Kearny boys’ basketball team looks for improvement

Photo by Jim Hague/ Kearny head boys’ basketball coach Bill Mullins gives his team instructions during the Kardinals’ loss to Bergen Tech in the Kearny Holiday Tournament last week.


By Jim Hague

The Kearny High School boys’ basketball team is definitely a work in progress.
“They’re definitely going to get better, no doubt about it,” said Kearny head coach Bill Mullins, who is in his second year of his second tenure of leading the Kardinals. “We can’t even begin to compare ourselves to other teams. We still haven’t found our regular rotation. We’re still battling for a lot of our positions. We’re worrying about who to play. It hasn’t been easy. It’s very difficult, because every year, we basically start from scratch. Every year, we’re teaching them new stuff because we are very inexperienced.”
The Kardinals lost their first four games of the season, before finally defeating neighboring rival Harrison, 63-45, in the consolation round of the Kearny Holiday Tournament Thursday afternoon.
“We have a very small team,” Mullins said. “We have to be the smallest team in Hudson County. But we’ve been very competitive so far. We come to battle every single game. If any team we play thinks we’re going to be easy to face, then they’re in trouble, because we’re not going to back off. We’re going to keep on battling back. We’ve already had games this season where we could have gone the other way, where we could have easily lost. But we battle every single game, even against teams that are bigger and stronger than we are.”

Photo by Jim Hague/ The hopes of the Kearny boys’ basketballs season ride with key players Evan Piwowarski (left) and Dylan Hoch (right).

Leading the way for the Kardinals has been 6-foot-2 senior forward Evan Piwowarski, who scored a game-high 16 points in the win over Harrison.
“He just needs to be more consistent,” Mullins said of Piwowarski, who has the ability to be the Kardinals’ leading scorer this season. “For him to be considered a solid player, he needs to do it every single game. But he’s a good shooter and should be our leading scorer if he’s able to become more consistent.”
The other top Kardinal player is junior Dylan Hoch, who is also a solid contributor. The 5-foot-11 Hoch is what Mullins calls “our best all-around player.”
“He can bring the ball up and breaks the press,” Mullins said. “He can score off the press. He really can do a little bit of everything.”
Senior point guard Thiago Cruz is back for his third varsity season with the Kardinals. The 5-foot-7 Cruz brings a ton of energy to the Kardinals’ rotation.
Senior Zachary Negron is another 5-foot-7 guard who collected a lot of time off the Kardinals’ bench last year.
Junior Christian Kot is another undersized guard. At 5-foot-7, Kot is a player who has to play bigger than his size.
Junior Aneudi Martinez is a 5-foot-11 center who is a strong physical presence.
“He’s like a power forward who can do a lot of different things for us,” Mullins said. “We use him all over the floor.”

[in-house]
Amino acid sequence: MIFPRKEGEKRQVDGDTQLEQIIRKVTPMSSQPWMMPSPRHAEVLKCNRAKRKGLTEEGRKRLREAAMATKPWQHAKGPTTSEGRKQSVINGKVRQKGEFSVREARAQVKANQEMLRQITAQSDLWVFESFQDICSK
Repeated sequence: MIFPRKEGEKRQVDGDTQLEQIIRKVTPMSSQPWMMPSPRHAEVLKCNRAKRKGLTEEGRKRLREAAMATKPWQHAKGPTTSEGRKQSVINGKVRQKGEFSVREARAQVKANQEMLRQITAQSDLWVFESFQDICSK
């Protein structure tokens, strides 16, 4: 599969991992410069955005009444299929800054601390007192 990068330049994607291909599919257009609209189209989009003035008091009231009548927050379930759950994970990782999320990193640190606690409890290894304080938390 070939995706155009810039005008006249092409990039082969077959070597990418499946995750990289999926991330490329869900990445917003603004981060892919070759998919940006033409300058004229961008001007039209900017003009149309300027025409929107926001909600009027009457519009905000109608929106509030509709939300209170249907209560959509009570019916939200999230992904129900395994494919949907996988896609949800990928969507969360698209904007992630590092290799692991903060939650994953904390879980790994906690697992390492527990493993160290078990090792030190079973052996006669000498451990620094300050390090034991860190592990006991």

Junior Eric Silva is a 5-foot-10 guard who also serves a host of responsibilities. Fellow junior John Horvath is a 6-foot-2 forward who has spent a lot of time over the summer working on his game, trying to become a more consistent player.
Sophomore Wellington DaSilva is a 5-foot-11 guard who has a lot of speed and can cause a lot of different problems defensively.
“I like his quickness,” Mullins said.
Sophomore Joe Rodriguez is the team’s premier post presence. The 6-foot-3 Rodriguez can rebound and cause problems down low.
Hassan Muwakkil is a 5-10 sophomore guard, as is Edison Camacho, who had some quality moments during the win over Harrison.
The Kardinals also receive quality time from seniors like Marc Rezabola, a forward, Eric Cruz, an undersized center and guard Sammy Mejia, off the bench.
Mullins knows that the Kardinals will have to improve as the season progresses. It will help having a veteran coach like Artie Rubin on the Kardinals’ bench. Rubin was a highly successful coach at Snyder in Jersey City, guiding his team to the overall Group III state championship.
“I was looking for a good assistant coach and Artie and I have been good friends for a long time,” Mullins said. “He’s an experienced guy and knows a lot about basketball. When he said that he would join us, it’s a huge boost bringing his experience. His resume and record speaks for itself.”
Mullins knows that the Kardinals will be in tough waters for the entire season.
“It’s going to be tough, because Hudson County basketball is very good,” Mullins said. “We’re going to see so many good teams. Our biggest problem right now is putting the ball in the basket. We have to do a better job of that as we move on.”
The Kardinals need to score to become competitive and that’s the goal that the Kardinals will face for the rest of the season.

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